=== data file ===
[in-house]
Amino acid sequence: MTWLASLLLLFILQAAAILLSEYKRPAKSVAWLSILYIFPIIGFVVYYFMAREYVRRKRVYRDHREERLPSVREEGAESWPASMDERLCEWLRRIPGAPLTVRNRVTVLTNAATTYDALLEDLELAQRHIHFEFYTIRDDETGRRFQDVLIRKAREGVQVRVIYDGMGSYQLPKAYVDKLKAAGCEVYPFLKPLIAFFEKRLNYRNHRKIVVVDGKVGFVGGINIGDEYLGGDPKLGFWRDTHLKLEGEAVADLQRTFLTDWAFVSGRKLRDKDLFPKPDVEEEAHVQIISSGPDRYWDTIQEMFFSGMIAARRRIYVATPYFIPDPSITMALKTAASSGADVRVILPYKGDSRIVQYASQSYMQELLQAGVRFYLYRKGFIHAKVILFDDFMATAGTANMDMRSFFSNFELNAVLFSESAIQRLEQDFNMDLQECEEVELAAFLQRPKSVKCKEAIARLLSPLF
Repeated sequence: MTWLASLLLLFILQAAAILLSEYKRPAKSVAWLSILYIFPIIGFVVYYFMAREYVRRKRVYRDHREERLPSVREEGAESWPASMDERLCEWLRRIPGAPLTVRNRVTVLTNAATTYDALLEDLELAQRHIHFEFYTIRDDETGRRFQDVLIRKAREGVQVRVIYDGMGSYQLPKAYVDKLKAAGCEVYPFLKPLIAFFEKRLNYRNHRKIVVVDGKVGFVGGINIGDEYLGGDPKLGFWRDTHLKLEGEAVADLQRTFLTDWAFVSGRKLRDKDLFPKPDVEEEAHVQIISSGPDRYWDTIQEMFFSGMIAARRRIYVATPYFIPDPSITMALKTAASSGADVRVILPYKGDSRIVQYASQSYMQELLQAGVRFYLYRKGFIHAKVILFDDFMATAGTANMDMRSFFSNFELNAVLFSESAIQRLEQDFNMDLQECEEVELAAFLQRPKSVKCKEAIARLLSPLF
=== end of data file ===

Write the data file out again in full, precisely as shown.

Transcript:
[in-house]
Amino acid sequence: MTWLASLLLLFILQAAAILLSEYKRPAKSVAWLSILYIFPIIGFVVYYFMAREYVRRKRVYRDHREERLPSVREEGAESWPASMDERLCEWLRRIPGAPLTVRNRVTVLTNAATTYDALLEDLELAQRHIHFEFYTIRDDETGRRFQDVLIRKAREGVQVRVIYDGMGSYQLPKAYVDKLKAAGCEVYPFLKPLIAFFEKRLNYRNHRKIVVVDGKVGFVGGINIGDEYLGGDPKLGFWRDTHLKLEGEAVADLQRTFLTDWAFVSGRKLRDKDLFPKPDVEEEAHVQIISSGPDRYWDTIQEMFFSGMIAARRRIYVATPYFIPDPSITMALKTAASSGADVRVILPYKGDSRIVQYASQSYMQELLQAGVRFYLYRKGFIHAKVILFDDFMATAGTANMDMRSFFSNFELNAVLFSESAIQRLEQDFNMDLQECEEVELAAFLQRPKSVKCKEAIARLLSPLF
Repeated sequence: MTWLASLLLLFILQAAAILLSEYKRPAKSVAWLSILYIFPIIGFVVYYFMAREYVRRKRVYRDHREERLPSVREEGAESWPASMDERLCEWLRRIPGAPLTVRNRVTVLTNAATTYDALLEDLELAQRHIHFEFYTIRDDETGRRFQDVLIRKAREGVQVRVIYDGMGSYQLPKAYVDKLKAAGCEVYPFLKPLIAFFEKRLNYRNHRKIVVVDGKVGFVGGINIGDEYLGGDPKLGFWRDTHLKLEGEAVADLQRTFLTDWAFVSGRKLRDKDLFPKPDVEEEAHVQIISSGPDRYWDTIQEMFFSGMIAARRRIYVATPYFIPDPSITMALKTAASSGADVRVILPYKGDSRIVQYASQSYMQELLQAGVRFYLYRKGFIHAKVILFDDFMATAGTANMDMRSFFSNFELNAVLFSESAIQRLEQDFNMDLQECEEVELAAFLQRPKSVKCKEAIARLLSPLF